Ethics of Vaccine Refusal

Kowalik M ‘Ethics of vaccine refusal’. Journal of Medical Ethics 2022;48:240-243. DOI: 10.1136/medethics-2020-107026

7 Pages Posted: 2 Mar 2021 Last revised: 28 Aug 2022

Date Written: February 26, 2021


Proponents of vaccine mandates typically claim that everyone who can be vaccinated has a moral or ethical obligation to do so for the sake of those who cannot be vaccinated, or in the interest of public health. I evaluate several previously undertheorised premises implicit to the ‘obligation to vaccinate’ type of arguments and show that the general conclusion is false: there is neither a moral obligation to vaccinate nor a sound ethical basis to mandate vaccination under any circumstances, even for hypothetical vaccines that are medically risk-free. Agent autonomy with respect to self-constitution has absolute normative priority over reduction or elimination of the associated risks to life. In practical terms, mandatory vaccination amounts to discrimination against healthy, innate biological characteristics, which goes against the established ethical norms and is also defeasible a priori.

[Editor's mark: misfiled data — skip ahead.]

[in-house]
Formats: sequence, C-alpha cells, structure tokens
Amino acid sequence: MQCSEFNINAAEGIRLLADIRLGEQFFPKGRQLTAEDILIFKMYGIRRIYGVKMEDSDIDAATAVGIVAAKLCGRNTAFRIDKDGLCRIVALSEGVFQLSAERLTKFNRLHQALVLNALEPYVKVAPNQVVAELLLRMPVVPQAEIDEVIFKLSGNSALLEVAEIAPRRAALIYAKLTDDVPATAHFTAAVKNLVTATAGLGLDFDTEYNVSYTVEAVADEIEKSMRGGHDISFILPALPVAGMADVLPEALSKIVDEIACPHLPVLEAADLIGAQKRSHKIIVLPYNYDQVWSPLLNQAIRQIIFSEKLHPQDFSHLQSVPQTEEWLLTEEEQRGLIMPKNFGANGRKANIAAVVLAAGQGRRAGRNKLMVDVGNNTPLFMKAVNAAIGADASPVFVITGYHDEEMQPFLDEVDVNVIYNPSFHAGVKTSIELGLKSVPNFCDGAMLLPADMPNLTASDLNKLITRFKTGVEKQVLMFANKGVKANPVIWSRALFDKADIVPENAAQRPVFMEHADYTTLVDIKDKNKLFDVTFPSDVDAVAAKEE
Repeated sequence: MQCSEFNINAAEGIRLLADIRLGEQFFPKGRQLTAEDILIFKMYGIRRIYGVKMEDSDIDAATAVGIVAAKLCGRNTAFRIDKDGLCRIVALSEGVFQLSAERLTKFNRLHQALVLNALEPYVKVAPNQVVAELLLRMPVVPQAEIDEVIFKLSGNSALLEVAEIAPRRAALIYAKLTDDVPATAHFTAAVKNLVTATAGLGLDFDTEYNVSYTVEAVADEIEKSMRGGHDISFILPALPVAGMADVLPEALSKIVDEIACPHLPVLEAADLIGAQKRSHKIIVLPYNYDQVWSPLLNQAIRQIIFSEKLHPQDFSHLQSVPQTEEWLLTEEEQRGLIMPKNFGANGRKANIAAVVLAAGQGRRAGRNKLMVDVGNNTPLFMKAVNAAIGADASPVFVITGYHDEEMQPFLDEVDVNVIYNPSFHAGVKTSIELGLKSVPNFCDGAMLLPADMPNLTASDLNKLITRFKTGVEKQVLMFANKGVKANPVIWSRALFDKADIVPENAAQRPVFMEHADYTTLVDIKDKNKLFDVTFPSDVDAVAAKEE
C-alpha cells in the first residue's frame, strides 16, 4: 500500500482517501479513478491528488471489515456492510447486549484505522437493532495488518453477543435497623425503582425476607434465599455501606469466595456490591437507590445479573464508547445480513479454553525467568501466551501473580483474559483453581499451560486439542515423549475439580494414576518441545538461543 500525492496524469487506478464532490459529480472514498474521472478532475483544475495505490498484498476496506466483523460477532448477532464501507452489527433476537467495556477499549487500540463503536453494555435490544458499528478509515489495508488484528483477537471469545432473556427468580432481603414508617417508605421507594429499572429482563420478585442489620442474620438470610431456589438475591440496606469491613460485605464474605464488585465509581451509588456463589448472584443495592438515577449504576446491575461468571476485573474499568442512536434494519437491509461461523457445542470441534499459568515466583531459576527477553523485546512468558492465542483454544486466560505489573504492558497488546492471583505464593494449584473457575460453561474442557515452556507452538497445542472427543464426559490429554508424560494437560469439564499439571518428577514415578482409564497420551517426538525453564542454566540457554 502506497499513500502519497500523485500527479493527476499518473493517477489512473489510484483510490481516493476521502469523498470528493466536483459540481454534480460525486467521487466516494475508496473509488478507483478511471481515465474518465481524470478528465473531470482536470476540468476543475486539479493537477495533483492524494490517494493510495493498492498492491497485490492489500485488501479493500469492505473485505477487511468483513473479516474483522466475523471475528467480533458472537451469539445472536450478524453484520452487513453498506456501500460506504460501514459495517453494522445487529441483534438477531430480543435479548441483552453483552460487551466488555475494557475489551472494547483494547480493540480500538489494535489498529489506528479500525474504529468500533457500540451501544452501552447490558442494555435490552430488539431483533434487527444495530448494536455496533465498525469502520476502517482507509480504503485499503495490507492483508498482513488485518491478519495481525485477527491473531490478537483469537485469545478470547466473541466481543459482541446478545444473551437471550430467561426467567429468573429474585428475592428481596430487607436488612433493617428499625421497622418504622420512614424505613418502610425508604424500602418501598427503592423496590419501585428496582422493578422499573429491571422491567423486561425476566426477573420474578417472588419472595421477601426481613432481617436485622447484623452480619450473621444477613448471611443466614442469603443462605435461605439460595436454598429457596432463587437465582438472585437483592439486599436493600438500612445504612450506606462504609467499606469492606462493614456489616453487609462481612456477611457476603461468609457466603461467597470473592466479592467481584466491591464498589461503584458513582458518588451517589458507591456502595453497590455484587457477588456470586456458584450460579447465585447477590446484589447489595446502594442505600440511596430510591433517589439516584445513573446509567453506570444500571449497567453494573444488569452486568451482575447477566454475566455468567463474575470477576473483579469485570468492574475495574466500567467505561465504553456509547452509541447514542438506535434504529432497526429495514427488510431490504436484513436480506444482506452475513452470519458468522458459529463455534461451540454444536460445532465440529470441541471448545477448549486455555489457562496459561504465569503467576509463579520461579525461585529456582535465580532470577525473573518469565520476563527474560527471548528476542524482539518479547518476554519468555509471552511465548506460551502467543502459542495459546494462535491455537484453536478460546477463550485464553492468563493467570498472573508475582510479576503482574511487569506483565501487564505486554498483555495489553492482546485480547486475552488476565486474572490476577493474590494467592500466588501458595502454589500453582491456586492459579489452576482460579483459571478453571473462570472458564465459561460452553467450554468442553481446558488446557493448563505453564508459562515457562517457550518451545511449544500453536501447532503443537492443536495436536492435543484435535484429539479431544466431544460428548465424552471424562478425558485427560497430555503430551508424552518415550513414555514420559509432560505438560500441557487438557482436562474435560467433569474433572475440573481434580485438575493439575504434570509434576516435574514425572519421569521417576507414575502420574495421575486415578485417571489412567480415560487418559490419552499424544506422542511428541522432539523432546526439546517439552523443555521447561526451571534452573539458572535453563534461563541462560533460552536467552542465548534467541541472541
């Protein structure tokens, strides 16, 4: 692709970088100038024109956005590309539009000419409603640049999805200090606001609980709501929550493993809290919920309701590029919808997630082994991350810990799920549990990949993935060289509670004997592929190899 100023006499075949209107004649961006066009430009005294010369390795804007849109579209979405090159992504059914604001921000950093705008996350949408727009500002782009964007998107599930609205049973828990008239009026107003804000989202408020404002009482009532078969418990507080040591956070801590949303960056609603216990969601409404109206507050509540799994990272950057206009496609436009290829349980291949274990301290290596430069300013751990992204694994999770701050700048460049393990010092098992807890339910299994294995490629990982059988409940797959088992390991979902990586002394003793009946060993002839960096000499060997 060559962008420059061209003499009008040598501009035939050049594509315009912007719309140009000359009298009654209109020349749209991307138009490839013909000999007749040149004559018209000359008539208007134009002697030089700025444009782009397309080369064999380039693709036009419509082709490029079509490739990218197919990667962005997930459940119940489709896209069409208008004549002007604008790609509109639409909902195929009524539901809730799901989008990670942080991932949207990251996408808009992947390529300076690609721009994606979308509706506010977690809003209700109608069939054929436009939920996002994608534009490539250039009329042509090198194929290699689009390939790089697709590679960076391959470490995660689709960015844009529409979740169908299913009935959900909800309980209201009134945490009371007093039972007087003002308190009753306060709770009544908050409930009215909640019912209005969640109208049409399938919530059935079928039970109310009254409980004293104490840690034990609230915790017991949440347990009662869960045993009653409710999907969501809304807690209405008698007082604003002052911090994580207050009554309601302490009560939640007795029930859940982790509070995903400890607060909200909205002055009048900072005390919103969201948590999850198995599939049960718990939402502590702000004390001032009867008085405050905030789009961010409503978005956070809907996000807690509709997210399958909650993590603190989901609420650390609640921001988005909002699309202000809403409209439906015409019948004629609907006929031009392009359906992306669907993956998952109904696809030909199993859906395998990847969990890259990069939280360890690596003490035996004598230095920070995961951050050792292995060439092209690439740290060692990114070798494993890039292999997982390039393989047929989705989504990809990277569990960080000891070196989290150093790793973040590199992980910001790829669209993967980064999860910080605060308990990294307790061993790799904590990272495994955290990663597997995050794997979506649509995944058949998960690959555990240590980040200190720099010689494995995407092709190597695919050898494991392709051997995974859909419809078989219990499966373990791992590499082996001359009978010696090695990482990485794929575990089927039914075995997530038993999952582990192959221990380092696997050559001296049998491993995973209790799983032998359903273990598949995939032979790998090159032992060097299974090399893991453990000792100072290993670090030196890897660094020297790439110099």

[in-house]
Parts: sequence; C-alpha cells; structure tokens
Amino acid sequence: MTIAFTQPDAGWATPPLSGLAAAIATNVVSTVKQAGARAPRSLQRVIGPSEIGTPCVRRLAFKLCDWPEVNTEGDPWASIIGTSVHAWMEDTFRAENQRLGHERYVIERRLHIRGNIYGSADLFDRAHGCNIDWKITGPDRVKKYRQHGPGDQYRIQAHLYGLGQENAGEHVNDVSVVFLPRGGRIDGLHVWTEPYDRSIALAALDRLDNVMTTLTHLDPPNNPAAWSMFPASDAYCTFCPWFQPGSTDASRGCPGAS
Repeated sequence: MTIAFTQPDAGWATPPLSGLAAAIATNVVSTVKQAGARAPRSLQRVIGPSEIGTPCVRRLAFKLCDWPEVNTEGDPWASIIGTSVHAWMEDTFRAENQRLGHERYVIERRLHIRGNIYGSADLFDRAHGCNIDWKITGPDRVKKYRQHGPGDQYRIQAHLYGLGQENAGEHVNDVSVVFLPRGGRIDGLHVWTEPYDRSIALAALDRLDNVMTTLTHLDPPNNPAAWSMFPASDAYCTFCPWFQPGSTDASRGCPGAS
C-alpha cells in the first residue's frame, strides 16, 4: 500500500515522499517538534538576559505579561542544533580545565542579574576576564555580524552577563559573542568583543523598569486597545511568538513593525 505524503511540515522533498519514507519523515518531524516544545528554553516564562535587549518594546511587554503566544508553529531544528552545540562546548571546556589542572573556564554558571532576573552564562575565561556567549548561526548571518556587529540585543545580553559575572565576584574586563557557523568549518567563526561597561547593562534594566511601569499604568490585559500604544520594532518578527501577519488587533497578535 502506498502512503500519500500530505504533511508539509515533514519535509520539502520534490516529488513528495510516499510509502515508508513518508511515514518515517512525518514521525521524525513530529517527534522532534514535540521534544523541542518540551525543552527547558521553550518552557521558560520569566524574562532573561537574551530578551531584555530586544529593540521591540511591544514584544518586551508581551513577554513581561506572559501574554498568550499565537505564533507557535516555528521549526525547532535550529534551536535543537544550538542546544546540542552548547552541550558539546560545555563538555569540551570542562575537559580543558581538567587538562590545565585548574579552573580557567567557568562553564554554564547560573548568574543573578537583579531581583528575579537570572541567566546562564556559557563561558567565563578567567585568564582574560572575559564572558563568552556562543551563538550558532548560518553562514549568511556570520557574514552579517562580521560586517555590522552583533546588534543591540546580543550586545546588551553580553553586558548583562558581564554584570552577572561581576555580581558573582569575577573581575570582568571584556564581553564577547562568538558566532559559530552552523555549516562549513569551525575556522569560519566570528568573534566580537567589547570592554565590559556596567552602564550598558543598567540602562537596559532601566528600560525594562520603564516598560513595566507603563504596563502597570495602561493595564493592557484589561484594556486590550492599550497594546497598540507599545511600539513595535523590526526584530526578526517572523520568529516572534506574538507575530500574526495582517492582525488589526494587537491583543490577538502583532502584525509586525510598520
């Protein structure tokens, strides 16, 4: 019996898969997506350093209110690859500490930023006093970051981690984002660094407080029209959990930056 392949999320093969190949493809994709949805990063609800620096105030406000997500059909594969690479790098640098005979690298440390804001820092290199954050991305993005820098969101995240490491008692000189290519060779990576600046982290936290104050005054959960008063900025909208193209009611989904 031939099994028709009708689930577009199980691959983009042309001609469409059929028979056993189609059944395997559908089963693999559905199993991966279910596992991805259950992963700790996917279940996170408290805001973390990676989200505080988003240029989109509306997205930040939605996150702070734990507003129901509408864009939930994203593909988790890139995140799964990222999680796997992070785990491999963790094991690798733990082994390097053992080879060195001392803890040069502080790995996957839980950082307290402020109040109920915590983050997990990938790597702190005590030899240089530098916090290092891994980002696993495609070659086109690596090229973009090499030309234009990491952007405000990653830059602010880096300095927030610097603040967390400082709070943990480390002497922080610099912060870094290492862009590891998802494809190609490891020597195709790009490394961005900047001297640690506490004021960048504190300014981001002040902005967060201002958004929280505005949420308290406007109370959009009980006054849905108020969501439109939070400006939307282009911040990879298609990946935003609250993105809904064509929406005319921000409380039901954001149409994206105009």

Keywords: Vaccine Ethics, Mandatory Vaccination, Medical Ethics, Immunity Passports, Social Ontology

Suggested Citation

Kowalik, Michael, Ethics of Vaccine Refusal (February 26, 2021). Kowalik M ‘Ethics of vaccine refusal’. Journal of Medical Ethics 2022;48:240-243. DOI: 10.1136/medethics-2020-107026, Available at SSRN:

Michael Kowalik (Contact Author)

Independent Researcher ( email )


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